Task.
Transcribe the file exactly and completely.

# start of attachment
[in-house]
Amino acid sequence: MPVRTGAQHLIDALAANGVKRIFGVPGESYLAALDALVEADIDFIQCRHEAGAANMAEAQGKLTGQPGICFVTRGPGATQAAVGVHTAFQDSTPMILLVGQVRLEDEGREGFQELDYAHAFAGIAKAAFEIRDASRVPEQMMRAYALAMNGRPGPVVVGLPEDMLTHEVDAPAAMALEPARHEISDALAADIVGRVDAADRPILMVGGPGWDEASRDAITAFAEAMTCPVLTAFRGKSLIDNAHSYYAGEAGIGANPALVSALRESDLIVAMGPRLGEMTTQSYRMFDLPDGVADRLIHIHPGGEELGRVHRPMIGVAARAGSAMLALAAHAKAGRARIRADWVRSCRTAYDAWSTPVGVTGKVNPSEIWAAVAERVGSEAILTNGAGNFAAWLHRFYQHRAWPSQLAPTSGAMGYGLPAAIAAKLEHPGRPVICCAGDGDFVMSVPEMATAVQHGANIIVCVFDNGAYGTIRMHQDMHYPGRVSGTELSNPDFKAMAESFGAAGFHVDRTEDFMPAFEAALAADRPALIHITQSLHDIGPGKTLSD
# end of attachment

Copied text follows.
[in-house]
Amino acid sequence: MPVRTGAQHLIDALAANGVKRIFGVPGESYLAALDALVEADIDFIQCRHEAGAANMAEAQGKLTGQPGICFVTRGPGATQAAVGVHTAFQDSTPMILLVGQVRLEDEGREGFQELDYAHAFAGIAKAAFEIRDASRVPEQMMRAYALAMNGRPGPVVVGLPEDMLTHEVDAPAAMALEPARHEISDALAADIVGRVDAADRPILMVGGPGWDEASRDAITAFAEAMTCPVLTAFRGKSLIDNAHSYYAGEAGIGANPALVSALRESDLIVAMGPRLGEMTTQSYRMFDLPDGVADRLIHIHPGGEELGRVHRPMIGVAARAGSAMLALAAHAKAGRARIRADWVRSCRTAYDAWSTPVGVTGKVNPSEIWAAVAERVGSEAILTNGAGNFAAWLHRFYQHRAWPSQLAPTSGAMGYGLPAAIAAKLEHPGRPVICCAGDGDFVMSVPEMATAVQHGANIIVCVFDNGAYGTIRMHQDMHYPGRVSGTELSNPDFKAMAESFGAAGFHVDRTEDFMPAFEAALAADRPALIHITQSLHDIGPGKTLSD